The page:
I absolutely love SQLite, be it windows, linux or mac, this light weight database never stops to amaze me.

Few days ago I wanted to import a chunk of CSV data, which was 4 GB in size into a table in SQLite.

I generally use Firefox ‘s sqlite-manager plug-in for usual tasks with SQLite database ,hence decided to use the import interface .

I have had a very good experience with this GUI tool and it has rarely failed me, but this time I was disappointed.

The import process started normally, but my RAM started increasing rapidly till it was 60% and after 20 minutes I was presented with some kind of a stack overflow/out of memory exception,luckily SQLite website is also one of the best documented ones, a quick search brought me to the command line utility page, which has a .import command which I was looking for.

Before importing a CSV, you may want to have a well defined database structure,although this is not compulsory but I would highly recommend that you do that, once done then simply open the SQLite shell by typing sqlite3 followed by the database file name, if you are in windows then you can download the command line utility packaged as an exe and open that via shell by typing in sqlite3 , the default separator is ‘,’ , to change use .separator command in shell sqlite> .separator ‘|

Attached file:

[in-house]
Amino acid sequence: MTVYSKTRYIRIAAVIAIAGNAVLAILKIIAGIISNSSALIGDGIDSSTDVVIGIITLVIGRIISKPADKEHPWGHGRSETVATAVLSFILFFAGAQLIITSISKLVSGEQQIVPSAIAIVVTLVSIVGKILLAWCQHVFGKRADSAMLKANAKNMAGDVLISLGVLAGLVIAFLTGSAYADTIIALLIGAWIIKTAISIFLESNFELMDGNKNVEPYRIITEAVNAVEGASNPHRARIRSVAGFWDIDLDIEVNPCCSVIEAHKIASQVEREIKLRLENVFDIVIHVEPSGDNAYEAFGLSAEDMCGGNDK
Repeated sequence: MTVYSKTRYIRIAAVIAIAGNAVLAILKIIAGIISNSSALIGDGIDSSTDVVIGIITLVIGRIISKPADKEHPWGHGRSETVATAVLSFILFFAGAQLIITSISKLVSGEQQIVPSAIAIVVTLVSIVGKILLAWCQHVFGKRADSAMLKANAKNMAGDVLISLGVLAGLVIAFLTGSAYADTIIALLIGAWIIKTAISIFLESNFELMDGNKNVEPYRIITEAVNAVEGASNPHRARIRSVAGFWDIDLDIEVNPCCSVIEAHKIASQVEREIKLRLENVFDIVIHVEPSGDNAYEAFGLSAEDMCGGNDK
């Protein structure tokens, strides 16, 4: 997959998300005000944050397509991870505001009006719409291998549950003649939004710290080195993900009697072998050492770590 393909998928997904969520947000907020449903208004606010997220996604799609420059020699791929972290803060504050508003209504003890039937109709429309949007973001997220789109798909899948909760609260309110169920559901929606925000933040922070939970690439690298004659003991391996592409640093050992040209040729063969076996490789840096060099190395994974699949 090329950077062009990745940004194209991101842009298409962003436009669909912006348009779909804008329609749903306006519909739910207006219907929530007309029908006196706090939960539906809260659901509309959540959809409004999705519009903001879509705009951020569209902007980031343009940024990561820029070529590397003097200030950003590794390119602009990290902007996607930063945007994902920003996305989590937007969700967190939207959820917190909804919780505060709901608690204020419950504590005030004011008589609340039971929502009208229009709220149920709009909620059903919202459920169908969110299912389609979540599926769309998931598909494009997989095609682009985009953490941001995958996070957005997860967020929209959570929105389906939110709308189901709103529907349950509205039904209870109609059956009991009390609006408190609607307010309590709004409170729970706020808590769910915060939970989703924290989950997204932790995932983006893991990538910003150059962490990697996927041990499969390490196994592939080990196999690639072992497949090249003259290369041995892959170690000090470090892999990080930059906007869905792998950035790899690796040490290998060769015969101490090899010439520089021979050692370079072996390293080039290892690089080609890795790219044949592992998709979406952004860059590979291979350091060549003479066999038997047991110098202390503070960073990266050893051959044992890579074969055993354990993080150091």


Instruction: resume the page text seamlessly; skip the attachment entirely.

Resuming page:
The next step is to let the utility know that you intend to use a CSV, by typing in sqlite> .mode csv and finally the import command

sqlite> .import That should do it, there are more commands to configure the delimiter and the escape characters which can be found here.

The entire import of 28122486 was finished in less than 6 minutes and surprisingly the SQLite file database took less space than the original CSV, the original file was 4.2 GB where as the SQLite file database file was only 3.13 GB, that’s a whopping gig difference.

I hope you find this useful and use SQLite more than you already do.